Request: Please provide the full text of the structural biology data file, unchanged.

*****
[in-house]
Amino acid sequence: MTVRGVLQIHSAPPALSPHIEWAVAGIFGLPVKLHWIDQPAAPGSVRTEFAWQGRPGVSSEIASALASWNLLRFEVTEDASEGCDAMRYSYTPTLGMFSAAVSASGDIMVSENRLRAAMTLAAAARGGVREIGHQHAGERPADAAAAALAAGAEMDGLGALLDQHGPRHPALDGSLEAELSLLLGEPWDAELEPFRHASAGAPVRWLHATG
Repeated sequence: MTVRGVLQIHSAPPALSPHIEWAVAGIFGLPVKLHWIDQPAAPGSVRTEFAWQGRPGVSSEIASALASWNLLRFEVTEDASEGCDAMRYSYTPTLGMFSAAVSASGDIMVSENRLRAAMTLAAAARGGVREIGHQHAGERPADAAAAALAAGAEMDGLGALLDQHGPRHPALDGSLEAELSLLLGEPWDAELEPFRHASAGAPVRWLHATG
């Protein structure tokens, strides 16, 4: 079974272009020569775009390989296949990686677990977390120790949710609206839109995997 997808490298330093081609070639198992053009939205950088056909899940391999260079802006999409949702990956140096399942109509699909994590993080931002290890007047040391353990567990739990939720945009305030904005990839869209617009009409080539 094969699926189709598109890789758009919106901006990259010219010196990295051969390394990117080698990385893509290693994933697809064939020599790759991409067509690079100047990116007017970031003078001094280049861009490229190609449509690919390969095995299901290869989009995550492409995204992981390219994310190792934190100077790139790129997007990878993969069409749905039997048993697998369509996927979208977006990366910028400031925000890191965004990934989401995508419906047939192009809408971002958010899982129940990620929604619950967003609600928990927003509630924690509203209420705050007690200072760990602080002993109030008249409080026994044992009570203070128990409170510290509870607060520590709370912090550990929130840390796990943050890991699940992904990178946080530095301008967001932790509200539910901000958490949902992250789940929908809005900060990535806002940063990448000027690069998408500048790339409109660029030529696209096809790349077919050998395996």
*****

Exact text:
[in-house]
Amino acid sequence: MTVRGVLQIHSAPPALSPHIEWAVAGIFGLPVKLHWIDQPAAPGSVRTEFAWQGRPGVSSEIASALASWNLLRFEVTEDASEGCDAMRYSYTPTLGMFSAAVSASGDIMVSENRLRAAMTLAAAARGGVREIGHQHAGERPADAAAAALAAGAEMDGLGALLDQHGPRHPALDGSLEAELSLLLGEPWDAELEPFRHASAGAPVRWLHATG
Repeated sequence: MTVRGVLQIHSAPPALSPHIEWAVAGIFGLPVKLHWIDQPAAPGSVRTEFAWQGRPGVSSEIASALASWNLLRFEVTEDASEGCDAMRYSYTPTLGMFSAAVSASGDIMVSENRLRAAMTLAAAARGGVREIGHQHAGERPADAAAAALAAGAEMDGLGALLDQHGPRHPALDGSLEAELSLLLGEPWDAELEPFRHASAGAPVRWLHATG
């Protein structure tokens, strides 16, 4: 079974272009020569775009390989296949990686677990977390120790949710609206839109995997 997808490298330093081609070639198992053009939205950088056909899940391999260079802006999409949702990956140096399942109509699909994590993080931002290890007047040391353990567990739990939720945009305030904005990839869209617009009409080539 094969699926189709598109890789758009919106901006990259010219010196990295051969390394990117080698990385893509290693994933697809064939020599790759991409067509690079100047990116007017970031003078001094280049861009490229190609449509690919390969095995299901290869989009995550492409995204992981390219994310190792934190100077790139790129997007990878993969069409749905039997048993697998369509996927979208977006990366910028400031925000890191965004990934989401995508419906047939192009809408971002958010899982129940990620929604619950967003609600928990927003509630924690509203209420705050007690200072760990602080002993109030008249409080026994044992009570203070128990409170510290509870607060520590709370912090550990929130840390796990943050890991699940992904990178946080530095301008967001932790509200539910901000958490949902992250789940929908809005900060990535806002940063990448000027690069998408500048790339409109660029030529696209096809790349077919050998395996």